# Finding the equation of a parabola

by Flatland
Tags: equation, parabola
 P: 143 How do you find the equation of a parabola if you are given it's vertex and 1 point? For example, find the quadratic equation of a parabola that has a vertex of (-2,-2) and goes through the point (-1,0)
 P: 8 General quadratic equation: y=ax^2 + bx + c Derivative: y' = 2ax + b At the vertex, the derivate equals to zero. Use this fact and simultaneous equations to arrive at the equation.
 PF Patron Sci Advisor Thanks Emeritus P: 38,412 More simply, since you are given the vertex of the parabola, you can write the equation y= a(x-x0)2+ y0 where x0 and y0 are the coordinates of the vertex. Choose a to force the parabola to go through the second point. y= a(x-(-2))2- 2= a(x+2)2- 2. Setting x= -1, y= 0, 0= a(-1+2)2-2= a- 2 so a= 2. By the way, this is assuming the parabola has a vertical line of symmetry. Otherwise there are an infinite number of parabolas satisfying these conditions.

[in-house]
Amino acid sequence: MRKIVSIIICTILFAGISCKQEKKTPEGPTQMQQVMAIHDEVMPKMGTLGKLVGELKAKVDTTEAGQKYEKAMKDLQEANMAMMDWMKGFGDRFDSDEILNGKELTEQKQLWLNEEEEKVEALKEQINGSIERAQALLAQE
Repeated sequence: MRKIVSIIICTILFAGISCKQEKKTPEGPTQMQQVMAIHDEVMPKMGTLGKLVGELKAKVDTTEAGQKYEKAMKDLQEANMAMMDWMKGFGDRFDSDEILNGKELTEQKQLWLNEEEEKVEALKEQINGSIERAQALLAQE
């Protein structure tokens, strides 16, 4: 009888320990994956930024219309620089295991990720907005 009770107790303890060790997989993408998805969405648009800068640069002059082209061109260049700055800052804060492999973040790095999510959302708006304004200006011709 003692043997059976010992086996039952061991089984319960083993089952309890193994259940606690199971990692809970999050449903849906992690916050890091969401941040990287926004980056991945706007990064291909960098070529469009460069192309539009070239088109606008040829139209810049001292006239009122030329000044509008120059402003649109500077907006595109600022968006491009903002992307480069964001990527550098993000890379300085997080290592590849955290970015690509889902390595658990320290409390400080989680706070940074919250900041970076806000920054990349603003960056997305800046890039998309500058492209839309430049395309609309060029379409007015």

P: 37

## Finding the equation of a parabola

 Quote by HallsofIvy ... assuming the parabola has a vertical line of symmetry...
Graph first, and you may find a shortcut for a given specific data.
If a point on a parabola is 1 to the right and 2 up from its vertex, it must be parabola
$$y = 2x^{2}$$
shifted horizontally and vertically, so its vertex (0,0) moves into (-2,-2), i.e. 2 to the left and 2 down:
$$y = 2(x+2)^{2} - 2$$

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